LOL! I had no idea there were humor rules. It’s funny really because I’ve been working so hard to be funny in my writing and now I learn the rules. You’re killing me! That’s a rule right there….K.

Here’s an example of a sentence using the Rule of Three: Losing weight is simple: Eat less, exercise more and pay NASA to let you live in an anti-gravity chamber.

ba-dum-DUM

Now that I know these tips, I can get a real job as a writer. That’s sarcasm. That doesn’t always work according to the rules. Still, I’m a new man. I’m all dressed up with somewhere to go.

Please read this list and try it in your own writing or draw a picture of your favorite cartoon character. Huh!

Learning the Basics of Humor
Let’s be clear: The goal in adding some humor to your nonfiction project is not about becoming the next Erma Bombeck or David Sedaris (unless that’s your dream). The goal is to improve your writing by using all the tools available to you, including comedy. Imagine where the original authors of the For Dummies book franchise would be today if they hadn’t decided to take a lighthearted approach.

Whether or not you consider yourself a funny person, it’s not as difficult as you might think to put humor to work for you. I’ve found that the easiest and best ways of doing so boil down to five simple comedic tools.

1. THE K RULE
It may sound strange, but it’s true: Words with the k sound (Cadillac, quintuplet, sex) are perceived as the funniest, and words with a hard g (guacamole, gargantuan, Yugo) create almost as many grins.

2. THE RULE OF THREE
Writing comedy usually requires establishing a pattern (with the setup) and then misdirecting the reader (with the punch line). One simple way of doing this is to pair two like ideas in a list and then add a third, incongruent, idea.

Here’s the example of a sentence using the Rule of Three from above: Losing weight is simple: Eat less, exercise more and pay NASA to let you live in an anti-gravity chamber.

3. THE COMPARISON JOKE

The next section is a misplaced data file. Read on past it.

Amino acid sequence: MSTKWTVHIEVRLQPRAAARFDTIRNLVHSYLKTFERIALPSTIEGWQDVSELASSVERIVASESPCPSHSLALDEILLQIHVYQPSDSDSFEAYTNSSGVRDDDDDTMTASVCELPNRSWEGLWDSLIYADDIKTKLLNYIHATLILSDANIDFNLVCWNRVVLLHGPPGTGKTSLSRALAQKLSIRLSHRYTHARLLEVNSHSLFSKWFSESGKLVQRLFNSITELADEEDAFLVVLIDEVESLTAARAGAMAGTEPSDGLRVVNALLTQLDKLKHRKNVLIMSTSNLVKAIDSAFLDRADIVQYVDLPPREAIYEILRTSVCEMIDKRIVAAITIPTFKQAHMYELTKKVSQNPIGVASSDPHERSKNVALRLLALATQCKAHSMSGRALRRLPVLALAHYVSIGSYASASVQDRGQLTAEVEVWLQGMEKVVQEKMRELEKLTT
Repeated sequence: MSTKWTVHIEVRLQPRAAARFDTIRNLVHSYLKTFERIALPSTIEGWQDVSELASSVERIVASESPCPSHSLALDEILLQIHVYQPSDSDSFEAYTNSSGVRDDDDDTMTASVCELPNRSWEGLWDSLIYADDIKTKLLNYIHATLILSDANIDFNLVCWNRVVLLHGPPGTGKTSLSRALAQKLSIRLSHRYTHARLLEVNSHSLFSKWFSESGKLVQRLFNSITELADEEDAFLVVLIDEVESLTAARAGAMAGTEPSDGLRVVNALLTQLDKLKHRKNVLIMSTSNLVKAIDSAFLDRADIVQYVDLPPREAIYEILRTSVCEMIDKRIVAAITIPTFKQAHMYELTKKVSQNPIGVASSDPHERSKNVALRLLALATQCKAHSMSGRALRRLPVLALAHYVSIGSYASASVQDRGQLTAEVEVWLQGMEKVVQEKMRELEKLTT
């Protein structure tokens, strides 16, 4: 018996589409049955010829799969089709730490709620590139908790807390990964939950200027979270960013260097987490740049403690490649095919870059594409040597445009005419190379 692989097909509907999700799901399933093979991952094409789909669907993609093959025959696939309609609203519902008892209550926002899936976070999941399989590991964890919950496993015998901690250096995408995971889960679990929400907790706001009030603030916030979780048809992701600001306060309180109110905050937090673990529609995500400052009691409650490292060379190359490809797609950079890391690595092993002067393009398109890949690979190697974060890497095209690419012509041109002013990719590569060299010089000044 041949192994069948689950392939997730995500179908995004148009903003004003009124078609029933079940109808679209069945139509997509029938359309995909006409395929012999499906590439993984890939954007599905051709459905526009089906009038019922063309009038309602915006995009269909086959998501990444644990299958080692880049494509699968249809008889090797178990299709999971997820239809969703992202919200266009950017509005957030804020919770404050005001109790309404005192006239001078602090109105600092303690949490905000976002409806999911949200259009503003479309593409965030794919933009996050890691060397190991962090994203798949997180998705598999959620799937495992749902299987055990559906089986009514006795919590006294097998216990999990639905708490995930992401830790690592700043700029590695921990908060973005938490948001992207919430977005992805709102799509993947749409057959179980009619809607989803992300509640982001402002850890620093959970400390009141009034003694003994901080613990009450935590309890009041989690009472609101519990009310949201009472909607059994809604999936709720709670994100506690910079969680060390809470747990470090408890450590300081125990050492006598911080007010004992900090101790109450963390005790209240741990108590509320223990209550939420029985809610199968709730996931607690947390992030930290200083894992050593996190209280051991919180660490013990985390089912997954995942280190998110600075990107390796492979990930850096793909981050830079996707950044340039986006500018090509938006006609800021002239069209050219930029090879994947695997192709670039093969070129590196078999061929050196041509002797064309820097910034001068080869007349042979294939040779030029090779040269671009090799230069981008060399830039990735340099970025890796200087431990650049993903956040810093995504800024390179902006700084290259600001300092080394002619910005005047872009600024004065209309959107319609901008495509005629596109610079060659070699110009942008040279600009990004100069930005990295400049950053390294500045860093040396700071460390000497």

As writers, we’re comfortable with metaphors, so think of comparison jokes as simply metaphors chosen specifically for comedic effect. Here’s an example from the late Robert Schimmel’s memoir Cancer on $5 a Day* (*Chemo Not Included):

To craft a comparison joke, simply brainstorm metaphors and then choose the one that is funniest and makes the point well.

3. THE CLICHÉ JOKE
If comedy relies on misdirection, what better way to achieve it than with a phrase your readers already know? If you write, “You can lead a horse to water …” every reader will assume you’re going to finish with “… but you can’t make him drink.” Taking the cliché elsewhere can be both attention-grabbing and amusing. Take the title of Sarah Snell Cooke’s Credit Union Times article about a credit union initiative dubbed THINK: “You Can Lead a Horse to Water But You Can’t Make Him THINK.”

5. FUNNY ANECDOTES AND STORIES
Most of the things we laugh at in real life are true stories, sometimes exaggerated for effect. In fact, experts say we laugh far more at these types of everyday happenings than at “jokes.”

Putting It Into Practice
Now you’ve got five basic comedic tools in your arsenal, and you’re ready to put them to use in your work. As with trying anything new, you don’t want to overdo it and come on too strong, but you don’t want to stifle your creativity, either. Here are five ways to effectively apply what you’ve learned to any kind of nonfiction work:

1.    BE STRATEGIC. Don’t scatter jokes willy-nilly; instead, think of humor as parenthetical information. Many nonfiction writers find the best places to integrate humor are in titles, sidebars, visual illustrations or cartoons, and anecdotes to illustrate their points.

2.    USE IT SPARINGLY. Unless you’re writing about an inherently funny topic, you should limit the humor you use to selective references.

3.    KEEP YOUR FOCUS IN MIND. Be sure your use of humor doesn’t distract from or demean the true purpose of your project.

4.    LET YOUR READERS KNOW YOU’RE LAUGHING. When using humor in writing about a difficult subject—your own illness, for example—your first responsibility is to give your readers permission to laugh.

5.    STEER CLEAR OF SARCASM. This humor style may work in some arenas, but many readers find it hurtful and mean, and because it often relies on tone, it can be especially hard to pull off in writing.